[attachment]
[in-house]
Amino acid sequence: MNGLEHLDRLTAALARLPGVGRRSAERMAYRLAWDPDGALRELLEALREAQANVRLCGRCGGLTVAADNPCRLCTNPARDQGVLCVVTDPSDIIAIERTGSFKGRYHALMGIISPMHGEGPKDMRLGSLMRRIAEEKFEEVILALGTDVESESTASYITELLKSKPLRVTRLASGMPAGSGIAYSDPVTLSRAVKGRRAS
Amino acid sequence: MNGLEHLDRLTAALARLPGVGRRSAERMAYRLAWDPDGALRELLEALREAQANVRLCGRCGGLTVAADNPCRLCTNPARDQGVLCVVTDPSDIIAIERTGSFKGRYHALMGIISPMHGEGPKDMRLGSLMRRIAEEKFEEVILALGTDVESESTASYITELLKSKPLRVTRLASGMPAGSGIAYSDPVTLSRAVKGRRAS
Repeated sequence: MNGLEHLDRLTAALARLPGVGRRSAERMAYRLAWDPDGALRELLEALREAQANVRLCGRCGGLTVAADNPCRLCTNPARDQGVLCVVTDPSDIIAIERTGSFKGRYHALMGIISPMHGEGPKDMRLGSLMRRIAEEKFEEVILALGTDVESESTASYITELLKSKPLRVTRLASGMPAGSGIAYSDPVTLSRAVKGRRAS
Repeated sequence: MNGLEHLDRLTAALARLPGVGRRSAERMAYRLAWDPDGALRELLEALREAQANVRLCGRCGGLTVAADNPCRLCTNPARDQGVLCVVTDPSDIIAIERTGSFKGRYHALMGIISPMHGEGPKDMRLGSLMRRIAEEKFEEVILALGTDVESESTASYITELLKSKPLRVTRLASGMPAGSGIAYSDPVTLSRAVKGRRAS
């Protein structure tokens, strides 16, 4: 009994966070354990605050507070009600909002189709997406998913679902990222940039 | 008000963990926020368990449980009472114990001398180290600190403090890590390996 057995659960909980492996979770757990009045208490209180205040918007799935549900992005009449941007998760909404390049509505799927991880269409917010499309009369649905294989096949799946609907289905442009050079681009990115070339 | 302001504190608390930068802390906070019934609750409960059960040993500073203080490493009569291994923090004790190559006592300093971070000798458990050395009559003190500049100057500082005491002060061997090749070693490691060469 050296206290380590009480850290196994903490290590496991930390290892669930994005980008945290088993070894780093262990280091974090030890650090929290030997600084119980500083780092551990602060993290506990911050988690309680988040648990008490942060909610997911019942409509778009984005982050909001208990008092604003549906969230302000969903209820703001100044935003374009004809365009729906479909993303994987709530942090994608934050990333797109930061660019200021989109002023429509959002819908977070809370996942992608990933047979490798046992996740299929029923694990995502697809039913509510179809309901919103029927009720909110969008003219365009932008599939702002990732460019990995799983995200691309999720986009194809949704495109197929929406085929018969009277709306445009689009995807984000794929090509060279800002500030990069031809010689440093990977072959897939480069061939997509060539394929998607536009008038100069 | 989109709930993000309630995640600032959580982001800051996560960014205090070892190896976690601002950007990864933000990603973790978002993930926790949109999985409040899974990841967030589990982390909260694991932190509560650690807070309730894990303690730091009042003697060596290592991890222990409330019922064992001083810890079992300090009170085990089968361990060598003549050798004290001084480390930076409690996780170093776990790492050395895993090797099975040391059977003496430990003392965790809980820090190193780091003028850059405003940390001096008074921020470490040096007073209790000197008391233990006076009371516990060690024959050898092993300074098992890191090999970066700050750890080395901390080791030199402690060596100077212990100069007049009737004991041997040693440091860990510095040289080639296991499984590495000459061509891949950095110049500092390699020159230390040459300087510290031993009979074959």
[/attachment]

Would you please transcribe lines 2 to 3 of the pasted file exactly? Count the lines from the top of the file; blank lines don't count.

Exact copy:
Amino acid sequence: MNGLEHLDRLTAALARLPGVGRRSAERMAYRLAWDPDGALRELLEALREAQANVRLCGRCGGLTVAADNPCRLCTNPARDQGVLCVVTDPSDIIAIERTGSFKGRYHALMGIISPMHGEGPKDMRLGSLMRRIAEEKFEEVILALGTDVESESTASYITELLKSKPLRVTRLASGMPAGSGIAYSDPVTLSRAVKGRRAS
Amino acid sequence: MNGLEHLDRLTAALARLPGVGRRSAERMAYRLAWDPDGALRELLEALREAQANVRLCGRCGGLTVAADNPCRLCTNPARDQGVLCVVTDPSDIIAIERTGSFKGRYHALMGIISPMHGEGPKDMRLGSLMRRIAEEKFEEVILALGTDVESESTASYITELLKSKPLRVTRLASGMPAGSGIAYSDPVTLSRAVKGRRAS